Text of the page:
Jorge Gonzalez is a motion designer and political activist living and working in Midtown Atlanta. In his free time, he enjoys filming, photography, and reading.
I recently had a discussion with a close friend of mine who is a very “progressive” guy. He’s the type that buys into all the horror stories about Republicans and libertarians. You know, we don’t care about the poor or women’s rights or worker’s rights and we’re cruel, intolerant etc etc. He started off the conversation by claiming “Romney panders to stupid people. Obama does not…Obama doesn’t bend his beliefs to fit an uneducated and sensationalistic base.” If you didn’t fall out of your chair just now at the sheer stupidity and myopia of a statement like that, then I ask you to read on, dear Reader, because what follows may be of interest to you.
When one talks about the left, it’s important to note that the left is a large group and not everyone on the left is in lockstep on every issue. However, there are a large number of people on the left that have the ideological consistency of a turnip…and I apologize to any turnips that are insulted at the comparison.
The most recent example stems from Team USA shooter Corey Cogdell, an Olympic trap shooter who is in London right now representing the US. Cogdell, like a lot of competitive shooters, is also a hunter. Recently, she shared some photographs of animals she’s taken while in the field.
With me so far? Good, because a report over a Twitchy.com shows how “tolerant” some on the left can be with regard to hunting. Screenshots after screenshots of individuals wishing Cogdell would “shoot [herself] in the knees” and declaring her a “waste of oxygen and an embarassment to the human race.”
One particularly stood out to me:
What a f***ing waste! WTFIs wrong with ppl?cruel!! These ppl need to be shot deheaded and posted on a wall
Now, I can understand that not everyone shares my views of hunting. For the record, I am a hunter as well. I understand Cogdell’s love of hunting, I really do. The vast majority of hunters either eat the game they take, or they donate it to programs like Hunters For The Hungry which uses wild game to feed needy families. While I have little doubt that they exist, I don’t know a single hunter - trophy hunter or otherwise - that doesn’t eat what they kill.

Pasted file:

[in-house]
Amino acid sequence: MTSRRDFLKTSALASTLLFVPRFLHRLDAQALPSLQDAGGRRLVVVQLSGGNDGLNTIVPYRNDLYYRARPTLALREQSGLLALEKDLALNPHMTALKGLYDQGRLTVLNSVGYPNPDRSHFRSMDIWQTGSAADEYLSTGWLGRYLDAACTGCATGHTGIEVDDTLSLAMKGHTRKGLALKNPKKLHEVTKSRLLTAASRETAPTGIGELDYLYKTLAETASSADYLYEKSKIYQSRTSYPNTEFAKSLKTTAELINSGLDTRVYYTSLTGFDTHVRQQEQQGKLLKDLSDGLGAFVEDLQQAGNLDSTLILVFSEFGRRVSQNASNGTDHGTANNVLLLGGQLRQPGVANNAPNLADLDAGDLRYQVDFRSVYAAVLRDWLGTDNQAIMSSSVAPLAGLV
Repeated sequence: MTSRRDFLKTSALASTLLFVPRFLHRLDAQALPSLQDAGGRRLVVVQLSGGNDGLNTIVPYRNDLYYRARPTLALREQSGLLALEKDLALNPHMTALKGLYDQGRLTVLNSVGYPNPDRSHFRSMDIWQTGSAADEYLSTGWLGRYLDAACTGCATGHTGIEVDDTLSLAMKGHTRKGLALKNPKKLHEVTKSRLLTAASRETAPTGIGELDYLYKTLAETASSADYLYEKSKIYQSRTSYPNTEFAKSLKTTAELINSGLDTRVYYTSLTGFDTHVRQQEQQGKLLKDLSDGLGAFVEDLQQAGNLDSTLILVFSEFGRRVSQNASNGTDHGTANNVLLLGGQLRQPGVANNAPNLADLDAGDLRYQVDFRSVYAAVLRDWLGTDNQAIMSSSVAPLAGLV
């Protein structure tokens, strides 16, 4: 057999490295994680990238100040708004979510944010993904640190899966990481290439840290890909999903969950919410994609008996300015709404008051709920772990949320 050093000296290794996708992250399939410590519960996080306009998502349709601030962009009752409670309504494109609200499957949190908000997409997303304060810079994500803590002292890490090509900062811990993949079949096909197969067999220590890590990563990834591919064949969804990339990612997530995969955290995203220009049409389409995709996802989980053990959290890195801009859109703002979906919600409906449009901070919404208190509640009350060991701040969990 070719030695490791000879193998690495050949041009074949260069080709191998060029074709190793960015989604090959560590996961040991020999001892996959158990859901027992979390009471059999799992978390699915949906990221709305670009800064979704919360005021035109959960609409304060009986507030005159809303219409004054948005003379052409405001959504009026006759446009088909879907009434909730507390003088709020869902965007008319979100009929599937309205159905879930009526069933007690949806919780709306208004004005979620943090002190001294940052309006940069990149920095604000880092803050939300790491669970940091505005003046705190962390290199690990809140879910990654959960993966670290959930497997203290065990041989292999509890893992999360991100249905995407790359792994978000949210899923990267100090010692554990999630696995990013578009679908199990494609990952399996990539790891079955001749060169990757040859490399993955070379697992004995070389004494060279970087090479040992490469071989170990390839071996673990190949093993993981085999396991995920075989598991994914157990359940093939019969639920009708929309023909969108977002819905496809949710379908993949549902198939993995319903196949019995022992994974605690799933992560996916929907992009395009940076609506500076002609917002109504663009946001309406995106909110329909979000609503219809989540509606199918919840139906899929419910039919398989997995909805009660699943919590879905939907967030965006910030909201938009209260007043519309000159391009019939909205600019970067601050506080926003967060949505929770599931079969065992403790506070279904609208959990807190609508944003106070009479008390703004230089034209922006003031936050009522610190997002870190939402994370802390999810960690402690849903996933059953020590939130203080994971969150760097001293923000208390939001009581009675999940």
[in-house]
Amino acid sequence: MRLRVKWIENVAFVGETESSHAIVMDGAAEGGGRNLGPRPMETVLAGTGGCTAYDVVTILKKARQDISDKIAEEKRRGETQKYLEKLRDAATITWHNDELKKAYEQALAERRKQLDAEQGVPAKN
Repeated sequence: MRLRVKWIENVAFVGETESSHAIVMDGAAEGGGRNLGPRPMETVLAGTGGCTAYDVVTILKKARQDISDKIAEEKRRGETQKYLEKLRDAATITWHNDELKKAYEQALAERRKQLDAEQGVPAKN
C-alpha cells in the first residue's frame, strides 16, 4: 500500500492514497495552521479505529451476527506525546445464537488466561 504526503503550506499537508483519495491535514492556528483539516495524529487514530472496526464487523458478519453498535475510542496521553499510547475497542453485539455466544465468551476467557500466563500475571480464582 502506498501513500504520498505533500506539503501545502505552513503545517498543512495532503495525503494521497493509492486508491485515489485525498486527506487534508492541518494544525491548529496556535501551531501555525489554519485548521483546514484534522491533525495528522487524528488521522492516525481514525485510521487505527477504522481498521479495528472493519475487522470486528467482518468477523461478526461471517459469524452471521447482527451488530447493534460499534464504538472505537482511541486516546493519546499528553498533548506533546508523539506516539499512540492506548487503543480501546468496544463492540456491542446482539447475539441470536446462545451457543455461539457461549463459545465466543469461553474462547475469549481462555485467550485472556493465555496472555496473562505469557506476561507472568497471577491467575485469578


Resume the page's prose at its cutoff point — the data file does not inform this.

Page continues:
Today, the level of political animus and vitriol seems to be on a nearly vertical trajectory, with both sides pulling out all rhetorical stops in an effort to win converts to their ideology. For a time this seemed to be just a partisan war, but I am beginning to believe that it is much, much deeper than that. I believe we are at one of those great crossroads in our nation’s history where we must assess who we are and what values we hold before we can come to agreement on policies that reflect those beliefs. On the ideological left is a philosophy which elevates the state above the individual, which says we as individuals can’t be trusted to make correct decisions and must therefore be governed by a technocrat oligarchy of (theoretically) unbiased bureaucrats. These are the intellectuals and the scientific “experts” who are smarter than the rest of us and will therefore make wise decisions that we are forced to accept now, and at some distant point in the future we will pay homage as beneficiaries of that wisdom.
This philosophy can be seen in efforts to ban the incandescent light bulb, regulate salt and sugar intake in our diets along with the use of trans-fats; in the use of the tax and regulatory codes to force us into smaller, more fuel efficient cars. It can be seen in attempts to ban all public expressions of religious belief and in the rigging of the free market in favor of “renewable” energy sources by providing taxpayer subsidies that hide the true cost.
On the ideological right is a philosophy that holds the individual above the collective, that sees government as a necessary evil to be kept under tight constraints and against which we must jealously guard our liberties from the encroachment and expansion of government power.
On Monday afternoon, MoveOn.org and Rebuild the Dream announced a campaign to build up a popular movement that could match (if not surpass) the debt reduction crowd in both size and energy. And they have borrowed a concept from former House Speaker Newt Gingrich (R-Ga.) as their organizing principle.